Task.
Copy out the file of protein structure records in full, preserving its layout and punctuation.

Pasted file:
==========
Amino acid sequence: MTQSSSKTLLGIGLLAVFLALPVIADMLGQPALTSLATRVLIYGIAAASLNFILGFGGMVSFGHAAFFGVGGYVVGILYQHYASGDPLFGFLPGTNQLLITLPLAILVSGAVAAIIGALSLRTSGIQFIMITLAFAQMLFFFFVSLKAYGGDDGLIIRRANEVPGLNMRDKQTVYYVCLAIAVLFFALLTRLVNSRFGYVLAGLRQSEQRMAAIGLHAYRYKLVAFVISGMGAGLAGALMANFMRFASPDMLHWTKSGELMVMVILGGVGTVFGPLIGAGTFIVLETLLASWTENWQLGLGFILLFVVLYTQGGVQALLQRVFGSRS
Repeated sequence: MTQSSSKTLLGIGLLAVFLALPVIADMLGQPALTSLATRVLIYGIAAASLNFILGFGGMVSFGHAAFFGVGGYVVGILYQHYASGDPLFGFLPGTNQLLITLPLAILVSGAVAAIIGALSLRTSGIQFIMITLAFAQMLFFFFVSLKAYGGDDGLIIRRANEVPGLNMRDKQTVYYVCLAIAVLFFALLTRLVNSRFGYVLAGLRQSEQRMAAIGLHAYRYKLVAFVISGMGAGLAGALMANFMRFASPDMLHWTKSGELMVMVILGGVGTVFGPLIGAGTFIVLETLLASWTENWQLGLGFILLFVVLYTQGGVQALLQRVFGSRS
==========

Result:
Amino acid sequence: MTQSSSKTLLGIGLLAVFLALPVIADMLGQPALTSLATRVLIYGIAAASLNFILGFGGMVSFGHAAFFGVGGYVVGILYQHYASGDPLFGFLPGTNQLLITLPLAILVSGAVAAIIGALSLRTSGIQFIMITLAFAQMLFFFFVSLKAYGGDDGLIIRRANEVPGLNMRDKQTVYYVCLAIAVLFFALLTRLVNSRFGYVLAGLRQSEQRMAAIGLHAYRYKLVAFVISGMGAGLAGALMANFMRFASPDMLHWTKSGELMVMVILGGVGTVFGPLIGAGTFIVLETLLASWTENWQLGLGFILLFVVLYTQGGVQALLQRVFGSRS
Repeated sequence: MTQSSSKTLLGIGLLAVFLALPVIADMLGQPALTSLATRVLIYGIAAASLNFILGFGGMVSFGHAAFFGVGGYVVGILYQHYASGDPLFGFLPGTNQLLITLPLAILVSGAVAAIIGALSLRTSGIQFIMITLAFAQMLFFFFVSLKAYGGDDGLIIRRANEVPGLNMRDKQTVYYVCLAIAVLFFALLTRLVNSRFGYVLAGLRQSEQRMAAIGLHAYRYKLVAFVISGMGAGLAGALMANFMRFASPDMLHWTKSGELMVMVILGGVGTVFGPLIGAGTFIVLETLLASWTENWQLGLGFILLFVVLYTQGGVQALLQRVFGSRS